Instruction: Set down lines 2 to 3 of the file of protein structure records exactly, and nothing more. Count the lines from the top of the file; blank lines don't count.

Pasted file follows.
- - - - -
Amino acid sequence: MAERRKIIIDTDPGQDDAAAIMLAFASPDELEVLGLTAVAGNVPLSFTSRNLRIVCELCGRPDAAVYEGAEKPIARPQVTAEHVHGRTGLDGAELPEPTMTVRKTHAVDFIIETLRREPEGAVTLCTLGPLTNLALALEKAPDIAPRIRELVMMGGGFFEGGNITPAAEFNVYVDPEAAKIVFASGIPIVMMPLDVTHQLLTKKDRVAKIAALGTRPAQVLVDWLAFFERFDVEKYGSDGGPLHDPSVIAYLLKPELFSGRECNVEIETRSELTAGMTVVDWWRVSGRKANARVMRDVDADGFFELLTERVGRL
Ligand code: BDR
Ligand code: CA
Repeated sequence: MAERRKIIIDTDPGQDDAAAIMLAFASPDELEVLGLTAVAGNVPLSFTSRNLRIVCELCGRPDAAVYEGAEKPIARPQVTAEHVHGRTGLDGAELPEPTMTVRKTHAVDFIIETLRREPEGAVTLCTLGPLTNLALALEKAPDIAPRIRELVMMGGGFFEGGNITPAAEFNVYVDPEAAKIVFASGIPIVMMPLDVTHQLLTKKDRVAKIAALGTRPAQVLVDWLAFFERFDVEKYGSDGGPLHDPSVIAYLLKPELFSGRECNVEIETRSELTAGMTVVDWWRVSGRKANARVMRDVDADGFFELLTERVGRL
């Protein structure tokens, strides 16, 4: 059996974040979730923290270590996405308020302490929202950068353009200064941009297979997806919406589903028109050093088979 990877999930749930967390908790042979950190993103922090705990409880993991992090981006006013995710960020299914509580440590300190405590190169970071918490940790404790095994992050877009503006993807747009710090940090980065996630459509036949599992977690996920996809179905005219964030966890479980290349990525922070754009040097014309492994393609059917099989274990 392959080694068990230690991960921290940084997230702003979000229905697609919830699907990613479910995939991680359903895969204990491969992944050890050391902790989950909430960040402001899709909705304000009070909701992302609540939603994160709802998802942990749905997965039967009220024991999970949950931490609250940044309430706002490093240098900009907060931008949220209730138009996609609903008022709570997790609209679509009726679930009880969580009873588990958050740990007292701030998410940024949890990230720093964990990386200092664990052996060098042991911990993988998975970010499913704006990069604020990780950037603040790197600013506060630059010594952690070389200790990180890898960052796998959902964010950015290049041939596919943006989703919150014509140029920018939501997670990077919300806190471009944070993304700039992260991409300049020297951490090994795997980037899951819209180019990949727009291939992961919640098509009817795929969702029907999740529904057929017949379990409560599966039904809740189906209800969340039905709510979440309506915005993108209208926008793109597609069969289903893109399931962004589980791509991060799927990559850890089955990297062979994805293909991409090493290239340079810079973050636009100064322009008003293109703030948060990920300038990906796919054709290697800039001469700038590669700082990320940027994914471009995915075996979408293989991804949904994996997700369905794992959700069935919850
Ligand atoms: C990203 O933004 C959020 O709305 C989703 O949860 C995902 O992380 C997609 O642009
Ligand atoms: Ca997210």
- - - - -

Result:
Ligand code: BDR
Ligand code: CA